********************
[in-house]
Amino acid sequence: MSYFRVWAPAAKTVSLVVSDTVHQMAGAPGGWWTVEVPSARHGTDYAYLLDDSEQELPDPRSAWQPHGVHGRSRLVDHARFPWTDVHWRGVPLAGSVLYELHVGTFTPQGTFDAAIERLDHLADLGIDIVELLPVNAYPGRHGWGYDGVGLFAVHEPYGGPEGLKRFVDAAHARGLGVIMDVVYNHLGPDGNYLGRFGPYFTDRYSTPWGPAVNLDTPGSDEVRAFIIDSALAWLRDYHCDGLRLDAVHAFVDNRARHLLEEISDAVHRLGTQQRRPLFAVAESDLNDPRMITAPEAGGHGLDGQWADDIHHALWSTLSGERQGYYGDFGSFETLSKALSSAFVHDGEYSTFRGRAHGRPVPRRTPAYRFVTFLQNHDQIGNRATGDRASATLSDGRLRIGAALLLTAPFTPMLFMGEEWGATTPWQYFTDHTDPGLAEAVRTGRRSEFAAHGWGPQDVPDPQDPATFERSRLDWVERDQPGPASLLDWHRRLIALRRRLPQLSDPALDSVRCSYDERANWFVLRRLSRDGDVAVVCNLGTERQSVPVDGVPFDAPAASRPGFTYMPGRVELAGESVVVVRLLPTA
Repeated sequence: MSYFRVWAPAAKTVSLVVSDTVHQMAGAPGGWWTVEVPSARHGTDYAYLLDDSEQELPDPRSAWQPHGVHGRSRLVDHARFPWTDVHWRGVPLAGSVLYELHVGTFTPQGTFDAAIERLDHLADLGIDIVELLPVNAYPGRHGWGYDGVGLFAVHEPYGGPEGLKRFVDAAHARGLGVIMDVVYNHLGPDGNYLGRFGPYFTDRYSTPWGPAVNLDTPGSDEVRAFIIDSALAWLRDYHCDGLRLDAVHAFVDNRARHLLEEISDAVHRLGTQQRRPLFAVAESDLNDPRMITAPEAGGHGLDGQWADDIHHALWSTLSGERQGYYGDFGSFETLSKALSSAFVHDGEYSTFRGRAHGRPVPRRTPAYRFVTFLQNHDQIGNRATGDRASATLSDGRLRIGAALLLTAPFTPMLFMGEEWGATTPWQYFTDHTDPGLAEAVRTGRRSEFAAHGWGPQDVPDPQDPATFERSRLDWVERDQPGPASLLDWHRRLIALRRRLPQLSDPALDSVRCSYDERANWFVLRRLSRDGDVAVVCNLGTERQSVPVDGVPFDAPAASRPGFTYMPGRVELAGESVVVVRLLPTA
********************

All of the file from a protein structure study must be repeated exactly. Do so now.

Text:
[in-house]
Amino acid sequence: MSYFRVWAPAAKTVSLVVSDTVHQMAGAPGGWWTVEVPSARHGTDYAYLLDDSEQELPDPRSAWQPHGVHGRSRLVDHARFPWTDVHWRGVPLAGSVLYELHVGTFTPQGTFDAAIERLDHLADLGIDIVELLPVNAYPGRHGWGYDGVGLFAVHEPYGGPEGLKRFVDAAHARGLGVIMDVVYNHLGPDGNYLGRFGPYFTDRYSTPWGPAVNLDTPGSDEVRAFIIDSALAWLRDYHCDGLRLDAVHAFVDNRARHLLEEISDAVHRLGTQQRRPLFAVAESDLNDPRMITAPEAGGHGLDGQWADDIHHALWSTLSGERQGYYGDFGSFETLSKALSSAFVHDGEYSTFRGRAHGRPVPRRTPAYRFVTFLQNHDQIGNRATGDRASATLSDGRLRIGAALLLTAPFTPMLFMGEEWGATTPWQYFTDHTDPGLAEAVRTGRRSEFAAHGWGPQDVPDPQDPATFERSRLDWVERDQPGPASLLDWHRRLIALRRRLPQLSDPALDSVRCSYDERANWFVLRRLSRDGDVAVVCNLGTERQSVPVDGVPFDAPAASRPGFTYMPGRVELAGESVVVVRLLPTA
Repeated sequence: MSYFRVWAPAAKTVSLVVSDTVHQMAGAPGGWWTVEVPSARHGTDYAYLLDDSEQELPDPRSAWQPHGVHGRSRLVDHARFPWTDVHWRGVPLAGSVLYELHVGTFTPQGTFDAAIERLDHLADLGIDIVELLPVNAYPGRHGWGYDGVGLFAVHEPYGGPEGLKRFVDAAHARGLGVIMDVVYNHLGPDGNYLGRFGPYFTDRYSTPWGPAVNLDTPGSDEVRAFIIDSALAWLRDYHCDGLRLDAVHAFVDNRARHLLEEISDAVHRLGTQQRRPLFAVAESDLNDPRMITAPEAGGHGLDGQWADDIHHALWSTLSGERQGYYGDFGSFETLSKALSSAFVHDGEYSTFRGRAHGRPVPRRTPAYRFVTFLQNHDQIGNRATGDRASATLSDGRLRIGAALLLTAPFTPMLFMGEEWGATTPWQYFTDHTDPGLAEAVRTGRRSEFAAHGWGPQDVPDPQDPATFERSRLDWVERDQPGPASLLDWHRRLIALRRRLPQLSDPALDSVRCSYDERANWFVLRRLSRDGDVAVVCNLGTERQSVPVDGVPFDAPAASRPGFTYMPGRVELAGESVVVVRLLPTA